by David Talbott
Mar 30, 2005
Credit: NOAA Photo
Library, NOAA Central Library; OAR/ERL/NSSL
Because the Earth is a small charged body moving in a
large cell of
plasma, explanations of all physical phenomena in, on, and near the
Earth must take the electrical behavior of plasma into account.
Taking this larger picture into account will add new insights for
understanding details of everyday phenomena, such as the weather.
Meteorologists are not sure how tornadoes form but they do know that
they are often associated with severe electrical storms. The key to
understanding tornadoes is that they are the result of rapidly
rotating electric charge. Just as electrons are the current carriers
in the copper wires we use for power transmission, so they are in
the tornado. The BIG difference is that the electrons are moving at
many meters per second in the tornado while they take several hours
to move one meter in the copper wire! The result is that enormously
powerful electromagnetic forces are in control of the tornado. This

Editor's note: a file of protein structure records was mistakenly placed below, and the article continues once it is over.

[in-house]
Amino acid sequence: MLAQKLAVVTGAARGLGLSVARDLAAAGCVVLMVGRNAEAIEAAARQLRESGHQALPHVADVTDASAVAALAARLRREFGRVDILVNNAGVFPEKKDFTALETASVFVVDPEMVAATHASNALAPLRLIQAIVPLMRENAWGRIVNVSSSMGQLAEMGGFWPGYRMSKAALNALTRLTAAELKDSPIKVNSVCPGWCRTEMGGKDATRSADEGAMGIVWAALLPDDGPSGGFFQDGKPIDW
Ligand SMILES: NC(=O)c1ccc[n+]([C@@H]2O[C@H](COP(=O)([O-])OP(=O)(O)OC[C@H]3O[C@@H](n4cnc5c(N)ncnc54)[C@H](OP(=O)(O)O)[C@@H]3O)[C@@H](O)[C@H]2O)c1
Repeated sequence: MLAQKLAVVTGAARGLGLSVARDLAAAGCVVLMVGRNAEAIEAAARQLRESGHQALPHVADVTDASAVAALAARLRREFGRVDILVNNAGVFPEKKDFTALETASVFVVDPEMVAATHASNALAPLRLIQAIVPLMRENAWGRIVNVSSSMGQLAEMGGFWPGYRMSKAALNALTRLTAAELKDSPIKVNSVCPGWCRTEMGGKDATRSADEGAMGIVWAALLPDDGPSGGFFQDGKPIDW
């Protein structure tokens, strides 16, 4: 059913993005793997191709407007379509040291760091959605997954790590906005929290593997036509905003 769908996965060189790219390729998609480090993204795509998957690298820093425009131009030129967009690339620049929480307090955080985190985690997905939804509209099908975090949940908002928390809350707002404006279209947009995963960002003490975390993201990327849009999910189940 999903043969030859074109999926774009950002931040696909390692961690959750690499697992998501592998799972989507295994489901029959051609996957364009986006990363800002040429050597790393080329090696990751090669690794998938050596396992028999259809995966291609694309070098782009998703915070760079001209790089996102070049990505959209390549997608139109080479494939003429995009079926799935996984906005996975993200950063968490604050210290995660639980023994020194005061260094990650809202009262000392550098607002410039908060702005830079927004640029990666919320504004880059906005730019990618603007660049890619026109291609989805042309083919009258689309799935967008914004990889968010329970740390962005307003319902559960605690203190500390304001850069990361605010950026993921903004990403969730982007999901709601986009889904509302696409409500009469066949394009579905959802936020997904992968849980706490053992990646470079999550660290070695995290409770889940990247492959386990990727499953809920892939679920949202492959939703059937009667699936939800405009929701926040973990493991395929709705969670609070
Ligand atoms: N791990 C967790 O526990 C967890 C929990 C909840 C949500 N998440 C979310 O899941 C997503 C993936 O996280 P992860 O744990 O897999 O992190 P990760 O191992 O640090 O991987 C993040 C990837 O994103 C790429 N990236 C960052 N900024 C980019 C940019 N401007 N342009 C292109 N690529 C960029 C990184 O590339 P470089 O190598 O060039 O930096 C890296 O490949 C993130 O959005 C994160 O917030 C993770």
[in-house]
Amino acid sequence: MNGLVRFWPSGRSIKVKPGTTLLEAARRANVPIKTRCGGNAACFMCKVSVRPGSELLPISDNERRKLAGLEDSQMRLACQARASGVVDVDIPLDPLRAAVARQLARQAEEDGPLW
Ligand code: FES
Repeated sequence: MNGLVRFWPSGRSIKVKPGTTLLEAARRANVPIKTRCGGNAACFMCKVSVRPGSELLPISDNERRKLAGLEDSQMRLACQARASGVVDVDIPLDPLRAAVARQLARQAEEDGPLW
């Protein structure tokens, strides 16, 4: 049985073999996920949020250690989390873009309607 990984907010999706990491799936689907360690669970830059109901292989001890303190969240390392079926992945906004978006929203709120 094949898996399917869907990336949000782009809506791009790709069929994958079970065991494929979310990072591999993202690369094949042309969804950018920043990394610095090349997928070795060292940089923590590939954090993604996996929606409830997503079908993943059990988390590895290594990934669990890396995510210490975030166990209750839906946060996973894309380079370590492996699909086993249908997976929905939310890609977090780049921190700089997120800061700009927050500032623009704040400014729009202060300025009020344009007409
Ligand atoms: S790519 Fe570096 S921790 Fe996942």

effect has been called a "charged sheath vortex."
The shape of the vortex is strongly constrained to be long and thin
with a circular cross-section. This true shape of the vortex is
usually hidden in tornadoes because of the obscuring dust and
clouds. The vortex itself will only be visible if it has sufficient
electrical energy to ionize atoms in the atmosphere. That is clearly
the case on the Sun. And some people who have survived the
experience of being "run over" by a tornado have reported
electrical glow in the inner wall of the tornado.
It is commonly thought that a tornado is a means for mechanical
energy in the storm to be converted somehow to electrical power,
which is then transmitted very effectively to ground by the
electrical conduit of the charged sheath vortex inside the tornado.
The "somehow" arises only because nobody visualizes
dimension of the solar system. Electrical power from space is
partially dissipated in the mechanical energy of the encircling
winds. Instead of generating the electrical effects, the tornadic
winds are driven by the charge sheath vortex and its connection to
the electric currents of the solar system.